SAP is to boost its NetWeaver platform with a program to attract Java and .net developers.
The company will announce an initiative to support these two development communities at its SAP TechEd conference in Las Vegas this week.
The program, which will feature websites, forum discussion groups and sample code, is designed to extend the same type of support SAP has traditionally provided to developers who use the APAB (Advanced Business Application Programming) language to those interested in using Java and .net, said SAP spokesman Bill Wohl. APAB is a programming language for SAP's R/3 ERP.
"There is a larger group of developers... who haven't felt like they were part of the SAP family," Wohl said. "We're not going to choose programming languages for customers. Customers have a deep set of skills for Java programming and .net programming, and they want them to use their skill set in the SAP environment."
This outreach effort is crucial for SAP to position NetWeaver as an alternative to IBM's WebSphere and Microsoft's .net. NetWeaver, the next-generation of mySAP, is the platform for SAP's e-business applications, xApps (cross applications), and its ERP applications. It features an application server, portal technology, composite application framework, business warehouse, and exchange infrastructure and serves as the foundation for SAP's web services strategy.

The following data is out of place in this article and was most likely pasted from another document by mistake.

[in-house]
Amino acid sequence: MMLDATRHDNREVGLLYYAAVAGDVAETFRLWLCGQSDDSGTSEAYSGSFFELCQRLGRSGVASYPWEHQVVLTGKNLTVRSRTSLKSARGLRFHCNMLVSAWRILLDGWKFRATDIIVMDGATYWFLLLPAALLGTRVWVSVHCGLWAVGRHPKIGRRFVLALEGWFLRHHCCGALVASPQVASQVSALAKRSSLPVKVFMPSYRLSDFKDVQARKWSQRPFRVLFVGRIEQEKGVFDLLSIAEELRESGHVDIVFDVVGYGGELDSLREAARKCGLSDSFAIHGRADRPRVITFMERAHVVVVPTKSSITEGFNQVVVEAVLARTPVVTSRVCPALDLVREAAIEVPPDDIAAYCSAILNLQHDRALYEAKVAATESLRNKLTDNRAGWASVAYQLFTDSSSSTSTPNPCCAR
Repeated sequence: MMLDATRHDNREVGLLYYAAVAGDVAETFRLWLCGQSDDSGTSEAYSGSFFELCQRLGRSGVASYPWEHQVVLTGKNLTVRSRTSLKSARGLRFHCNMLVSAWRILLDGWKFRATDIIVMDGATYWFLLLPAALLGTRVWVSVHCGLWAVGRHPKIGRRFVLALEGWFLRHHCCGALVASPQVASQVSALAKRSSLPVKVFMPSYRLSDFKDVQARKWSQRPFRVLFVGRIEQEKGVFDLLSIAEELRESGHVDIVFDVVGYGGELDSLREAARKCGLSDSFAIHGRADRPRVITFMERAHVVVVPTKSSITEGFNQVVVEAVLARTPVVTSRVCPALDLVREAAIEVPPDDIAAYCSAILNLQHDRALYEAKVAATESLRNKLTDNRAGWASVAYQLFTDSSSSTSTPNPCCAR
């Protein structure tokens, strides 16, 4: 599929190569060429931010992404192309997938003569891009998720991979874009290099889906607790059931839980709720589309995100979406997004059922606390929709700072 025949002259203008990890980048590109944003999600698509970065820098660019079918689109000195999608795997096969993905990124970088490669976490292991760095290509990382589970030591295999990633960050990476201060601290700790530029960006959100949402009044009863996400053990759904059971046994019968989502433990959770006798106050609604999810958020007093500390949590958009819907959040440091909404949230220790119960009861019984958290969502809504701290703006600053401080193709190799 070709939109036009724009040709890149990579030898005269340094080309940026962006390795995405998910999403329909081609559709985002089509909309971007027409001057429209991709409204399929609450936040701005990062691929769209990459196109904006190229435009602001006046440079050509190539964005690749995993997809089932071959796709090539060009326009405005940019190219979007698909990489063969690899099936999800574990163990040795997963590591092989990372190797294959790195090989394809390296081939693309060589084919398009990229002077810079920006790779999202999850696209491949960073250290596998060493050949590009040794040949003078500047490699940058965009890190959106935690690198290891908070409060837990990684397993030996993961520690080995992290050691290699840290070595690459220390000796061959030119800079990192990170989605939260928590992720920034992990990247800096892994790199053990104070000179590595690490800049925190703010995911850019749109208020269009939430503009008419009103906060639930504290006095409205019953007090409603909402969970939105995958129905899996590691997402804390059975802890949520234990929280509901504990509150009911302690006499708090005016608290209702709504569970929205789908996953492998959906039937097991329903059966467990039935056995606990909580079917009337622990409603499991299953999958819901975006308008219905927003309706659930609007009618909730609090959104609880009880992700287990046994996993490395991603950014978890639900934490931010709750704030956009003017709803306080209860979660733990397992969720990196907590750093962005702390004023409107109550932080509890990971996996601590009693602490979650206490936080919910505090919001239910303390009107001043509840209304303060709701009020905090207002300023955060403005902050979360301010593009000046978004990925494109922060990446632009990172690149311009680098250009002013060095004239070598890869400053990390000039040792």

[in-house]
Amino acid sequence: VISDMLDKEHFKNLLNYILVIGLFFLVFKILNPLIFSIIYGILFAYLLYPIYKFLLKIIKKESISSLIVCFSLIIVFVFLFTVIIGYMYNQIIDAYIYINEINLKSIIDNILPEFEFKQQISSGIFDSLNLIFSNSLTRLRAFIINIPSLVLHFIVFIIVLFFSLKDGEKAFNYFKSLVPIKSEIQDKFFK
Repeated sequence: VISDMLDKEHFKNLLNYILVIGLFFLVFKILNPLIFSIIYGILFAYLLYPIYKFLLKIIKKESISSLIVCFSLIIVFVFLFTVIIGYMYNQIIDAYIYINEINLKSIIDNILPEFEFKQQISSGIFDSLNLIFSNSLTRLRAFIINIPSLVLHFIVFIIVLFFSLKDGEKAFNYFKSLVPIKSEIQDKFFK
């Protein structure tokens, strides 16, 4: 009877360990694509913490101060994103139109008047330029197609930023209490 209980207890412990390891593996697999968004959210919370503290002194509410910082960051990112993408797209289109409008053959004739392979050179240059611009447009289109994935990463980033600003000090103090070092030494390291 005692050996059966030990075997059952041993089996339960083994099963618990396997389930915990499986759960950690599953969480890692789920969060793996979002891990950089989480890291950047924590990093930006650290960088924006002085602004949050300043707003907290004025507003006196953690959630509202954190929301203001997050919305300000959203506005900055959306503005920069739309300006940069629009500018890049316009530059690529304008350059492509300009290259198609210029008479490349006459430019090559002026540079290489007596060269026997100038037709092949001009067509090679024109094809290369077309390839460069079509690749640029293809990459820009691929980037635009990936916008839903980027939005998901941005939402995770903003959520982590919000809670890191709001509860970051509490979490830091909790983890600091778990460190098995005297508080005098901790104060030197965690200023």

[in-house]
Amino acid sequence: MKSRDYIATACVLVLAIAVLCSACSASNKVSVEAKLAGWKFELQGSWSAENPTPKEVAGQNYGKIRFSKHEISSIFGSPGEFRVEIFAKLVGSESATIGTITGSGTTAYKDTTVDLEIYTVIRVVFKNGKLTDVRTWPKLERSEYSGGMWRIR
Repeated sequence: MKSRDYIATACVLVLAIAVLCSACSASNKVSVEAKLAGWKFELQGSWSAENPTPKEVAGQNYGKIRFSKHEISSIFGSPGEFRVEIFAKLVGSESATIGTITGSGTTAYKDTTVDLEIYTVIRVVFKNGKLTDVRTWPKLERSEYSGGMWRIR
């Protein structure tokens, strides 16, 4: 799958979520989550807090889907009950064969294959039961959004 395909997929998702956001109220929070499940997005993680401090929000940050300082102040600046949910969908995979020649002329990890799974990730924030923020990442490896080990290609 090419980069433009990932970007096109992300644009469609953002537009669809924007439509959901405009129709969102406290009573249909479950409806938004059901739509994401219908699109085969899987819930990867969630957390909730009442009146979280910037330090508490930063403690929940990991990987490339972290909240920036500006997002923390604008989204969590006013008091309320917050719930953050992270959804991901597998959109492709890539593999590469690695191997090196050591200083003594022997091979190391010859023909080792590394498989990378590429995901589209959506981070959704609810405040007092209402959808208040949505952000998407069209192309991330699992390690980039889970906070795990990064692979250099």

"It's absolutely essential that SAP gives the WebSphere and .net developers a place in the sun with NetWeaver," said Joshua Greenbaum, principal at Enterprise Applications Consulting.
"They cannot succeed without having mainstream developers involved. Developers want to develop in languages they are comfortable with but to deploy on platforms that give them a mass market."
IBM and Microsoft have successfully cultivated a loyal community of developers, making this type of program almost a requirement for SAP if it hopes to play in the application development and integration platform environments, said Mike Gilpin, vice-president and research director of Forrester Research.
The integration market has evolved to support two camps - infrastructure suppliers such as IBM and BEA Systems and application suppliers such as SAP.
"IBM and BEA appeal to customers who are doing more development. They also tend to have more complex environments, more heterogeneous platform strategies with more need to integrate with legacy mainframe apps," Gilpin said.
SAP's market typically has Java developers who lobby for a solution with which they are familiar.
"SAP might find that the Java developers would gang up against them and advocate the use of another solution," Gilpin said.
Heather Havenstein writes for InfoWorld